The Four Aces: Legacy in the Dust

In September 2023 we were proud to show Legacy In The Dust – The Four Aces Story, with an introduction by director Winstan Whitter. On the night, Newton Dunbar, founder of The Four Aces, now in his 90s, also came down and said a few words. In his struggle to keep the club open in the face of constant police surveillance and aggression, Newton was arrested 14 times. The film details the club’s immense cultural legacy and its role in shaping music and Black Britishness over three decades.

New York had the Apollo, London had the Four Aces. Prince Buster, the Upsetters, Ann Peebles, Percy Sledge, Ben E. King, Desmond Dekker, Jimmy Cliff, Roy Shirley, Alton Ellis, the Ronettes, Jimmy Ruffin, Billy Ocean: just some of the soul and reggae artists who came to Hackney to play Newton Dunbar’s Four Aces Club in the ’60s and ’70s. At a time when black British culture was largely out of view, this local nightspot became a truly international stage.

In the ’80s, in the face of near-constant police surveillance and oppression, The Four Aces was a safe space for London’s sound systems, and Count Shelly, Fat Man, Jah Shaka and Sir Coxsone regularly shook its foundations. It drew its audience from all over London, and reggae-loving stars including Bob Dylan, Mick Jagger and Bob Marley all dropped by. John Lydon, Chrissie Hynde, The Clash and The Slits were regulars.

photo © David Corrio

It was at The Four Aces that the sweet vocal style of reggae known as lovers’ rock was born. An enterprising young DJ, Lloyd Coxsone, who’d been dropping a few soul tracks into his sets, saw that the eager schoolgirls singing over dubplates at his weekly talent contest could easily be turned into little pop stars. He roped in producer Dennis Bovell to make it happen. Fifteen-year-old Louisa Mark’s ‘Caught You In A Lie’ on Safari was the first – a hit in 1975 – and scores more followed, epitomised by Janet Kay’s 1979 hit ‘Silly Games’. Lovers’ rock, with one foot on a Caribbean speaker stack and the other in a Hackney school disco, was an important milestone in the forging of black British identity.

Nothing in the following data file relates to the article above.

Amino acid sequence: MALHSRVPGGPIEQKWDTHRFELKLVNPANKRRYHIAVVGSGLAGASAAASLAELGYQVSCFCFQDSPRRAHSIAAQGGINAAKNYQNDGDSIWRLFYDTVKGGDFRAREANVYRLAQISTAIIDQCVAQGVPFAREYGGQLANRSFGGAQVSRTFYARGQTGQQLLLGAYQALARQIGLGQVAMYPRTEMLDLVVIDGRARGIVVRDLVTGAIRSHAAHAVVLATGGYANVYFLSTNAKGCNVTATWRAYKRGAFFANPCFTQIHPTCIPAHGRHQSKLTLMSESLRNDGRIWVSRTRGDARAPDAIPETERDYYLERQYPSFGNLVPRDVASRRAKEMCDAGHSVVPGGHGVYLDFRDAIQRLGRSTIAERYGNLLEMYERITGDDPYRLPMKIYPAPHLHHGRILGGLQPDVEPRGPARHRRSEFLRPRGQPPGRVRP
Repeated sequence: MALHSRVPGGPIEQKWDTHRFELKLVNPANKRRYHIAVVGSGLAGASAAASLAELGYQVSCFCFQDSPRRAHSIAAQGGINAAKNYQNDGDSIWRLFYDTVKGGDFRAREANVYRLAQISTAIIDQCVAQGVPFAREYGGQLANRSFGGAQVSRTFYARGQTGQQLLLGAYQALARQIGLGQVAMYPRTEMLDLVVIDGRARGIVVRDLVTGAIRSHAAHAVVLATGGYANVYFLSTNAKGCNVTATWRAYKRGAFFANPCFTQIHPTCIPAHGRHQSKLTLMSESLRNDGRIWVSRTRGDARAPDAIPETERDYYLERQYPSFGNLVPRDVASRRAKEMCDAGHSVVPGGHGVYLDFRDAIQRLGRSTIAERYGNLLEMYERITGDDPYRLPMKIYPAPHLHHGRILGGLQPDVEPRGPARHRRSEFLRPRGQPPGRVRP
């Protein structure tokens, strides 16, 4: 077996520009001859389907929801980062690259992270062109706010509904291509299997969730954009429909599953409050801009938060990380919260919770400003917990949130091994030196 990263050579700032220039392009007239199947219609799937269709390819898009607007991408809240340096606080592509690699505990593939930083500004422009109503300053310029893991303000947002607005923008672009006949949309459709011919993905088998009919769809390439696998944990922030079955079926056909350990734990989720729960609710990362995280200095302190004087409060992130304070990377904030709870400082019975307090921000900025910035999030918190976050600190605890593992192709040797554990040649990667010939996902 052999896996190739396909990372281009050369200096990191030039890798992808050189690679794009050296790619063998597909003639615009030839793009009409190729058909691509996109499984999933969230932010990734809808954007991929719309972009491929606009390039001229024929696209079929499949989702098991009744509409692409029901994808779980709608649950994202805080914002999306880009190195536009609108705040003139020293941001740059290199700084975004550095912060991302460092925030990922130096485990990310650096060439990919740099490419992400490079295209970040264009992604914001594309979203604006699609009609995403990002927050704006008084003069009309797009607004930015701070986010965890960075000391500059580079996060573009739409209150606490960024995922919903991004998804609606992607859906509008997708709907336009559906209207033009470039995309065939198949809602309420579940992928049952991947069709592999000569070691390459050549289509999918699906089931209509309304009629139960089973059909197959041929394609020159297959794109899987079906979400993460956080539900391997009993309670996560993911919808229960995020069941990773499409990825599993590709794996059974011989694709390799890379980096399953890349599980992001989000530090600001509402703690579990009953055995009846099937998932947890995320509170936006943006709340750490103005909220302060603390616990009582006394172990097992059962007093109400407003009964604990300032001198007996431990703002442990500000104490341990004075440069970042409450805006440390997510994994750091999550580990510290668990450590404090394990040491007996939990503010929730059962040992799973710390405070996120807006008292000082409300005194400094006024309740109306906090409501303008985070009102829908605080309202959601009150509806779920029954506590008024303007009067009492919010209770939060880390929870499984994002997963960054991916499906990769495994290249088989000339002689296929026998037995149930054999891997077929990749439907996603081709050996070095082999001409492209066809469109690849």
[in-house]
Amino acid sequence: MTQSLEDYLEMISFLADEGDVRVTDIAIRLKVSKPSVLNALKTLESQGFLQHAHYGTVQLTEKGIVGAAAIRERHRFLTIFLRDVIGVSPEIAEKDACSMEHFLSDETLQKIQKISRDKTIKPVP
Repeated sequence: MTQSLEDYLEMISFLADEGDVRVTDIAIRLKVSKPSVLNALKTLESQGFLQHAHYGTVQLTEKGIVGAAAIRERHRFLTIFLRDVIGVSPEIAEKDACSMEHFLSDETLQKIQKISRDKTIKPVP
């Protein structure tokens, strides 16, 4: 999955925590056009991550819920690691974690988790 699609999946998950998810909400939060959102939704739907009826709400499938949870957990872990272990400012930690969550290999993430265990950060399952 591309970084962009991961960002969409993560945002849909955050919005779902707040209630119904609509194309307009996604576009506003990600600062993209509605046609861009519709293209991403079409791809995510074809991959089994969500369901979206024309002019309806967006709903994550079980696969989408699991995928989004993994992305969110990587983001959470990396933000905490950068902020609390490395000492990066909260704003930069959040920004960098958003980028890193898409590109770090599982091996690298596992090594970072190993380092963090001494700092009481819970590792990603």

As if all this wasn’t enough to put The Four Aces on the cultural map, as acid house dawned and repurposed the sound system formula, the club gave its space to the long-running Labrynth, drawing thousands to hardcore raves. Run by Joe Wieczorek, with residents Adrian Age, Vinyl Matt, Kenny Ken and Billy ‘Daniel’ Bunter, it was an important laboratory for the evolution of house into hardcore and jungle, and was where The Prodigy played their very first live show. While the M25 raves were creating mayhem in the home counties, from 1990-97 Hackney had its own home-grown version week in, week out.

Ben E King at The Four Aces
British Jamaican hitmaker (and future Desmonds star) Count Prince Miller rocks the Four Aces
Motown legend Jimmy Ruffin (R) greets Four Aces owner Newton Dunbar before taking the stage.

The Four Aces was on Dalston Lane, a little East of Dalston Junction station: between where Sainsbury’s and the CLR James Library are today. The vast space was originally the North London Colosseum and Amphitheatre, home to a Victorian circus, and boasted a rich interior of carvings and plasterwork. Now, inevitably, the spot is given over to luxury high-rises, but in the soil under those hipster hutches there’s enough musical history to fill volumes.

In Director Winstan Whitter’s 2008 film Legacy in the Dust – The Story of the Four Aces, the club’s evolution is described lovingly by its artists, DJs and punters. Whitter has a personal connection – his dad was chef and bartender at the club. The film has great live footage, photos, memorabilia and music, but the most evocative thing is its brilliant interviews. Speaking from the heart, a motley cast of characters, some famous, many not, tell you emotionally, and often hilariously, how important The Four Aces was in their lives, giving testimony to the power of a nightclub to create community.

As well as these heartwarming voices, the film powerfully explains London’s role in shaping the world’s black music. showing how reggae evolved as much in the UK as in Jamaica, and how the political implications of the sound system – freedom from authority to play whatever you want – was as much an ingredient of acid house as it was of reggae, dub and lovers rock.

© Bill Brewster & Frank Broughton

We’re excited to announce a very rare screening of Legacy In The Dust – The Four Aces Story, with an introduction by director Winstan Whitter, on Friday 8 Sep, at 8pm, at Everyman King’s Cross, followed by dancing at Supermax next door. Tickets are extremely limited, grab yours here.